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November 1945


Author Affiliations

From the Department of Pediatrics and Obstetrics, Vanderbilt University School of Medicine.

Am J Dis Child. 1945;70(5):301-306. doi:10.1001/archpedi.1945.02020230041007

Many theories have been suggested to explain the causation of congenital malformations. A number of observations1 have been made to support the contention that the environment of the ovum after fertilization can be influenced sufficiently to modify its growth and development. It is, nevertheless, generally accepted that most congenital malformations are due to intrinsic or inherited factors. The evidence that

defective germ plasm prior to fertilization of the ovum is responsible for congenital malformations was reviewed by Murphy.2 He could find no evidence to suggest that malformations result from environmental factors which operate for the first time after fertilization has taken place.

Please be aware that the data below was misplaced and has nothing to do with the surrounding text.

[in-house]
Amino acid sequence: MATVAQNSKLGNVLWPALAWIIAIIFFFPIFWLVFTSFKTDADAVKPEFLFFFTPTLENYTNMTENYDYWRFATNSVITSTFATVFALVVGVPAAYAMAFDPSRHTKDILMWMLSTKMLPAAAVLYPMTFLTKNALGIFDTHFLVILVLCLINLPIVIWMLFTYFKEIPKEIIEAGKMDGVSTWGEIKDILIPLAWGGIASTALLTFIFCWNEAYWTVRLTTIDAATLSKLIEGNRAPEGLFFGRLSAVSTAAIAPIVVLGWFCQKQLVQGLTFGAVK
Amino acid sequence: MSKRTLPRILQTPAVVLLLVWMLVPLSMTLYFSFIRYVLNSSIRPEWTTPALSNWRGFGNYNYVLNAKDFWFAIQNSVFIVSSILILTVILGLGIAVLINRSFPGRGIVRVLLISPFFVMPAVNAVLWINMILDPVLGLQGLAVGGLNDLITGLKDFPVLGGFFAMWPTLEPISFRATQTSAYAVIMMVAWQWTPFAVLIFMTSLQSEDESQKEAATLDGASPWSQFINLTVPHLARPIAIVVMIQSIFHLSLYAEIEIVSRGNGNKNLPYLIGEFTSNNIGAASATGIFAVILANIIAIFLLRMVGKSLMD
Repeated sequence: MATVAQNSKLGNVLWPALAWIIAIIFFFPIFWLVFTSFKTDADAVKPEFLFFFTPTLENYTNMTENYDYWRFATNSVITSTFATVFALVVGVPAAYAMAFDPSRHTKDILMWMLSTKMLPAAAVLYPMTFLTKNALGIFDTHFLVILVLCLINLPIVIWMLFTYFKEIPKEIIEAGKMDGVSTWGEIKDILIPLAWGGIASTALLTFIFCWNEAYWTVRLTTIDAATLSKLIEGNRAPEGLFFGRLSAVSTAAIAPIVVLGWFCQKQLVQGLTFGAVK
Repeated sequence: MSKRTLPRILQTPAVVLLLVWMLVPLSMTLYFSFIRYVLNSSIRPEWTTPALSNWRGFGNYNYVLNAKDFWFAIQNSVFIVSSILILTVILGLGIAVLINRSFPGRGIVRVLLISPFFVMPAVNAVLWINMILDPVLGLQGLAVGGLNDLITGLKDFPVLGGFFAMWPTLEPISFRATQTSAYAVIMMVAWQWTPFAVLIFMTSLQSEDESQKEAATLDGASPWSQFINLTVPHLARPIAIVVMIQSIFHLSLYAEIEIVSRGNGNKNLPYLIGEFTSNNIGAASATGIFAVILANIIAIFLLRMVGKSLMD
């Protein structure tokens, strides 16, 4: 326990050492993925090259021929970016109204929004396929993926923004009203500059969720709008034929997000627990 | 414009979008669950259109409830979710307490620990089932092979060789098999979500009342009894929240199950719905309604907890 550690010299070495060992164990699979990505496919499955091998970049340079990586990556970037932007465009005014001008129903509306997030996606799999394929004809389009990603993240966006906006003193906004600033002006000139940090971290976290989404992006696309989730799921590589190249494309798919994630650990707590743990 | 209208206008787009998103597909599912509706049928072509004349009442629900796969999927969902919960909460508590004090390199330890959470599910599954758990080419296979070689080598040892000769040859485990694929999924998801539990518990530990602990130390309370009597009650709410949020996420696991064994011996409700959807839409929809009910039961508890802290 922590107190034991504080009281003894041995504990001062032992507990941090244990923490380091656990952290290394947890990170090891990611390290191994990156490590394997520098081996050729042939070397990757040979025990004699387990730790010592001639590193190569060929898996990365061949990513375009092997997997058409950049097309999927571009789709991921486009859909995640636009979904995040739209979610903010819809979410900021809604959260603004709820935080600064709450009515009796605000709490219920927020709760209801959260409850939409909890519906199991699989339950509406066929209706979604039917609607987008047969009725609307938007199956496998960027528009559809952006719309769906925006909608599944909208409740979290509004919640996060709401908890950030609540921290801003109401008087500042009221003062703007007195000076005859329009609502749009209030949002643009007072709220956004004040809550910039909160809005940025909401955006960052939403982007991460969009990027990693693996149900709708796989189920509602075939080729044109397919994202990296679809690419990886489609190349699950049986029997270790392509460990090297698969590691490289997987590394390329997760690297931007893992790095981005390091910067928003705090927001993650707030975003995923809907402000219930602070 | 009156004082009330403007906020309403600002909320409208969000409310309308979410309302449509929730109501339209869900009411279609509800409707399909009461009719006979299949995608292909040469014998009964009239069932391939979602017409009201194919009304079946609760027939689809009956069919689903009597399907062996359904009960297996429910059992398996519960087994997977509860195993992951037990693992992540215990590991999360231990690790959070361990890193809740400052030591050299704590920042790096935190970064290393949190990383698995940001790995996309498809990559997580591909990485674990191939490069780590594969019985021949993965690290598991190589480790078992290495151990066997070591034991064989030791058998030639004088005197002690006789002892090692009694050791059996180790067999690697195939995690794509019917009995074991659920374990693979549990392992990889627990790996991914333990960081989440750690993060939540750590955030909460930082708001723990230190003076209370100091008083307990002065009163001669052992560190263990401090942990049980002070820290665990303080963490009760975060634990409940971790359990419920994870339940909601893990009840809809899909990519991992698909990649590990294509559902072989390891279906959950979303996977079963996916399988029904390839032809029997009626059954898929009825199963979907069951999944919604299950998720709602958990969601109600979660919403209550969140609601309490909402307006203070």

Recently, however, it has been suggested that there is a relationship between certain acute infectious diseases suffered by the mother early in her pregnancy and the development of anomalies in the offspring. Gregg,3 in 1941, was the first to suggest this, in his report of

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